New cases of COVID-19 are on the rise across the United States, fueled by the more infectious Delta variant and a lull in vaccinations, raising fears of a virus resurgence as President Biden urges unvaccinated Americans to get their hands dirty.
According to a Wall Street Journal analysis of Johns Hopkins data, an average of 32,387 new coronavirus cases were reported each day over the past week, more than double the seven-day average from ten days prior.
According to data from the Centers for Disease Control and Prevention, hospitalizations due to the virus increased by 35.8% between July 7 and 13 compared to the previous seven days.
According to a Reuters analysis, deaths, which can lag behind other indicators, increased by 25% last week, reaching an average of 250 per day.
According to data from Johns Hopkins University, the virus’s deaths have decreased significantly since a peak of 4,400 deaths in a single day in January.
As a result, Biden urged those who haven’t yet been vaccinated to do so as soon as possible.
“If you’re unvaccinated, you are not protected,” Biden told reporters. “So please, please get vaccinated now. It works. It’s safe, it’s free, it’s convenient. You know? This virus doesn’t have to hold you back any longer.”
Biden’s remarks come as vaccination rates have dropped across the country, and doctors are warning about the highly contagious Delta variant.
According to the CDC, the mutation, which first appeared in India last year, now accounts for the majority of cases of the virus in the United States.
Meanwhile, fewer than 400,000 Americans are getting their first vaccine dose every day, down from more than 2 million in April.
According to the Associated Press, more than 90 million people who are eligible for the vaccine have not received it.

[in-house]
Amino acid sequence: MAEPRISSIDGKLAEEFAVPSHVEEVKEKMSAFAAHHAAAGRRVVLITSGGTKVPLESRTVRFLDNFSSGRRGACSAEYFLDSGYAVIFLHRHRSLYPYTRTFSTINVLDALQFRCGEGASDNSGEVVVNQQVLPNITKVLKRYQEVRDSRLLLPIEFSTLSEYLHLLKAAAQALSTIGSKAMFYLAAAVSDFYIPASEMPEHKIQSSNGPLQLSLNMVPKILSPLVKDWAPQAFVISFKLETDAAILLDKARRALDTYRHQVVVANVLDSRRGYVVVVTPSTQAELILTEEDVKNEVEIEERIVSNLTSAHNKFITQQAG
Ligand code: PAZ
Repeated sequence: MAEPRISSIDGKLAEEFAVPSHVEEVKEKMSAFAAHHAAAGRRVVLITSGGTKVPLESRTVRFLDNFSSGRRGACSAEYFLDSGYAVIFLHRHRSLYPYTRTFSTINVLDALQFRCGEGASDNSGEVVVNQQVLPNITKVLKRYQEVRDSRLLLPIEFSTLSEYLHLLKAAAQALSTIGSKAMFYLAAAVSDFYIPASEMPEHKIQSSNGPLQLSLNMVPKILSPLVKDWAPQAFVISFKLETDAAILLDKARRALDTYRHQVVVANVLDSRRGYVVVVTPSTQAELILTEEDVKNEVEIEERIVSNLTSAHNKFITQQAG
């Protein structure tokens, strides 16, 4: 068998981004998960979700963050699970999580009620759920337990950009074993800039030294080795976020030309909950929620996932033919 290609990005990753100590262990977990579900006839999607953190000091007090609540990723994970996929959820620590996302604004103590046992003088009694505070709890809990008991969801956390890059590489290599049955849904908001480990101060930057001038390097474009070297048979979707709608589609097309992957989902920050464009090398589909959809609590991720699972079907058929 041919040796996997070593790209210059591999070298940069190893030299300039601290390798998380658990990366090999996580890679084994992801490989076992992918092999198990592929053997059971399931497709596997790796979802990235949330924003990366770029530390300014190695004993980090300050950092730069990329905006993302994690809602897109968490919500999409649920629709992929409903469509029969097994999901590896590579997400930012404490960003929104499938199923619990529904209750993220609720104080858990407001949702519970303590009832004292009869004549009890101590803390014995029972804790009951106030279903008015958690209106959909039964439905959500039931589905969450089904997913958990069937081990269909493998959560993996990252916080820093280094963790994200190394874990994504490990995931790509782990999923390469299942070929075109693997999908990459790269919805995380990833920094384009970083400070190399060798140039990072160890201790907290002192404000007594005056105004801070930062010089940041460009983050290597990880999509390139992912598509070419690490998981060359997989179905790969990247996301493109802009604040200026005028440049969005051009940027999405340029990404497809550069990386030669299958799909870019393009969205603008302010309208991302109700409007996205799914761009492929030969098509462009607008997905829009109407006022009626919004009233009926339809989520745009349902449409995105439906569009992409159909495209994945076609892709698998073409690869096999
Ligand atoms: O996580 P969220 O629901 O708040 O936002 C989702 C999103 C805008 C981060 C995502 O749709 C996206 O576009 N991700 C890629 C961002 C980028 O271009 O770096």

According to the Wall Street Journal, the increase in cases and hospitalizations has been more severe in states where vaccination rates are lower.
According to state data, just over 40% of Arkansas’ population aged 12 and up is fully vaccinated.
According to CDC data, only about half of the population (48%) is fully vaccinated, and only slightly more than half (56%) has received at least one shot.
According to a CDC report cited by the Wall Street Journal last month, only 38% of people aged 18 to 29 received at least one dose, the lowest rate of any group. According to the report, the elderly had the highest rate at 80%.
“We’re in a hot mess,” Ben Amick, an epidemiology professor at the Fay W. Boozman College of Public Health at the University of Arkansas for Medical Sciences, told the outlet.
“Everybody’s tired. Everybody’s exhausted. Everybody’s ready for it to be done, and everybody believes that it was done earlier in the summer. We have a substantial problem now.”
Concerns about the spread of the variant spooked Wall Street on Monday, sending the Dow down 725 points, or 2.1 percent, in its worst day since October. The S&P 500 and Nasdaq each dropped 1.6 percent and 1.1 percent.